It’s lonely at the top. The buck stops here. I take full responsibility.
Noble sentiments. But the idea that one person, at the top, or elsewhere in an organization, is solely to blame for a complex failure in novel territory is as unhelpful as it is limited. In fact, the blame game is less useful today than ever before. Consider Healthcare.gov.
The idea that a project as complex, new, and large as the Healthcare.gov website would work smoothly right off the bat, or that one or two people are to blame now that it hasn’t, or that once we identify the bad guys we can all have easy access to affordable health care is simple, elegant, and wrong.
Post-failure damage control: The credibility gap
No matter how you slice it, it’s clear the White House won’t meet the projected enrollment of 464,920 in the first month. In a recent New York Times article, Sheryl Gay Stolberg and Susanne Craig cited numbers released by the Centers for Medicare and Medicaid Services on the botched Healthcare.gov rollout: 26,794 have chosen their health plans using Healthcare.gov, while 76,319 signed up through 14 state-run marketplaces.
In the same article, Dan Mendelson, policy advisor to President Clinton, referred to the cultural fallout from the failure as a “negative communications climate.” It’s not just about technology, Mendelson stressed, broken trust and lapsed credibility are now part of the mix preventing effective implementation of the Affordable Health Care Act.
Recently, James Furbush reflected on the Healthcare.gov fiasco and provided excellent take-away, post-failure lessons for leaders of health care organizations: Admit failure, course correct, insist on transparency, create a solution with speed and agility, manage and meet expectations, and stay ahead of the curve.
But, fixing a culture that relies on the blame game in lieu of real solutions is a much thornier problem than fixing a broken website. As one member of the Healthcare.gov program put it earlier this week, “literally everyone involved was at fault.”
Managers in most of the enterprises I’ve studied over the past 20 years — in pharmaceutical, financial, telecommunications and construction companies, to name a few — genuinely wanted to help their organizations learn from failures to improve future performance. In some cases they, and their teams, had devoted many hours to “after action reviews,” “postmortems,” and the like.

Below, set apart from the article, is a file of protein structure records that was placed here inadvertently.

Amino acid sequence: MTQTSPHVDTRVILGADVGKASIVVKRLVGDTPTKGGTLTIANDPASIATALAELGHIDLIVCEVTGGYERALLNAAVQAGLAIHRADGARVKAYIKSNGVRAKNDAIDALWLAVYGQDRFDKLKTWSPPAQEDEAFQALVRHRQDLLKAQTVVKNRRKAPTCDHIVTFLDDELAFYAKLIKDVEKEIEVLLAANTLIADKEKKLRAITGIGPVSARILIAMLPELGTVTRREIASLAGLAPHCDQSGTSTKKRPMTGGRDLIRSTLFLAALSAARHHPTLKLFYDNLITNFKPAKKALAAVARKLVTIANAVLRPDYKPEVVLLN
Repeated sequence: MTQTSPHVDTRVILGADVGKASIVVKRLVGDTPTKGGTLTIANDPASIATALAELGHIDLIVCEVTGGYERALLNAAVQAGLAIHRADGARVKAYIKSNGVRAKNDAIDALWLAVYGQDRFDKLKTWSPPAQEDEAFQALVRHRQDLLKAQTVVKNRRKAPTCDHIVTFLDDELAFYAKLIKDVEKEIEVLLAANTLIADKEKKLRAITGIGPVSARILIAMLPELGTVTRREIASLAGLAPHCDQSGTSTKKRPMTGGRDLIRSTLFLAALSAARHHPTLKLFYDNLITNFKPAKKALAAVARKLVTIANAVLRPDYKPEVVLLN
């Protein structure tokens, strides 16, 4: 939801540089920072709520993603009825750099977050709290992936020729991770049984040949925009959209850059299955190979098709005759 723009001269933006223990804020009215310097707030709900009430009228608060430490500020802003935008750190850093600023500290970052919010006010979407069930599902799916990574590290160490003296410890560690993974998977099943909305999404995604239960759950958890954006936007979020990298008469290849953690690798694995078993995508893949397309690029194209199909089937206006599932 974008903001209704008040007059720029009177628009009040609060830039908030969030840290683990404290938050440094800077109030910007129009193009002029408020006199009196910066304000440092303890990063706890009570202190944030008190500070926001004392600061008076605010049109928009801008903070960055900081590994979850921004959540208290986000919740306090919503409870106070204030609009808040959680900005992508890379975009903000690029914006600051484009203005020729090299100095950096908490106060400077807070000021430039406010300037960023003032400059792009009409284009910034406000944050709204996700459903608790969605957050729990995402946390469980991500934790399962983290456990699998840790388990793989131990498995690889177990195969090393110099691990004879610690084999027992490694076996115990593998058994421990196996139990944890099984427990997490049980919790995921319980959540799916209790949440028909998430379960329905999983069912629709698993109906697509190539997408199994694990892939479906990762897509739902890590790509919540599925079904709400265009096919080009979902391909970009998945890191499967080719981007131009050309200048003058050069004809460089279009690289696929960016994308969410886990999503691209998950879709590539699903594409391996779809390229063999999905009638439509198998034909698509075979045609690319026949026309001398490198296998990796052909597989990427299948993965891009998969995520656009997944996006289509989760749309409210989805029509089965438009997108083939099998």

However, merely conducting after-action reviews doesn’t preclude falling into the same old patterns: fail, reflect, blame, take responsibility, eat crow, run the bad guys out of town, promise to avoid similar mistakes in the future, review, report, distribute.
Worse, too often, the lessons learned are superficial (“procedures weren’t followed”) or self-serving (“The market wasn’t ready for our brilliant product.”) And, the fundamental belief that failure is avoidable doesn’t change. The role of failure in innovation isn’t acknowledged and celebrated.
The crucial barrier to learning from failure in organizations is the perception that failure and high standards for organizational performance cannot co-exist. Failure is seen as incompetence, not opportunity. Innovative organizations necessarily blend high standards with failure tolerance. And when a single person, leader or otherwise, takes “full” responsibility for the failure, it perpetuates this belief! Instead, leaders must take responsibility for their part, be willing to apologize for their part, and then highlight the lessons learned, and how they’ll be put to good use to improve.
When times get tough, aim higher
The White House response to the website failure was to lower expectations. Too little too late. White House Press Secretary Jay Carney told reporters “We will not have a perfect website.” In mid-November,President Obama told a crowd in Dallas: “We are working overtime to get this fixed. The website is already better than it was at the beginning of October. And by the end of this month, we anticipate that it is going to be working the way it is supposed to, all right?”
In a post titled “Now Obamacare has to bat 1000,” Washington Post blogger Jennifer Rubin asked readers to imagine the burden on the White House to get it right. The White House can “madly try to lower expectations — only 80 percent of the people will get through on Healthcare.gov by Dec. 1 — but in fact it’s run out of slack and one more noteworthy event is likely to send the Democrats running for the hills. In other words, the gang that got practically nothing right now has to get virtually everything right.”
The best way for a leader to bridge a credibility gap and build post-failure trust is to remind the team of the beauty and importance of the shared goal, not to promise to nail the culprits. The shared goal makes it easier to take the risks and suffer the pain of working hard in a demanding environment where nothing is a sure thing. Aiming high also means stretching beyond what seems initially feasible.
Reflecting together on what happened, what was learned, and what could be tried next is a crucial step. Do this fast and do it openly, sharing insights widely, so as to ensure that others in the organization don’t recreate the same failures. The purpose of reflecting is ultimately to come up with the next experiment, which means being willing to confront the next failure, and the next honest reflection session. The secret to organizational learning and innovation is that the learning cycle never stops.
When intelligent failure (those that occur in new territory, and are integral to innovation) becomes part of the expectation, many of the steps traditionally taken post-failure — the blame game or retrenching to lower expectations, for example — can be skipped and the real work can begin that much sooner.
Amy Edmondson is the Novartis professor of leadership and management, Harvard Business School. This article originally appeared in athenahealth’s Health Care Leadership Forum.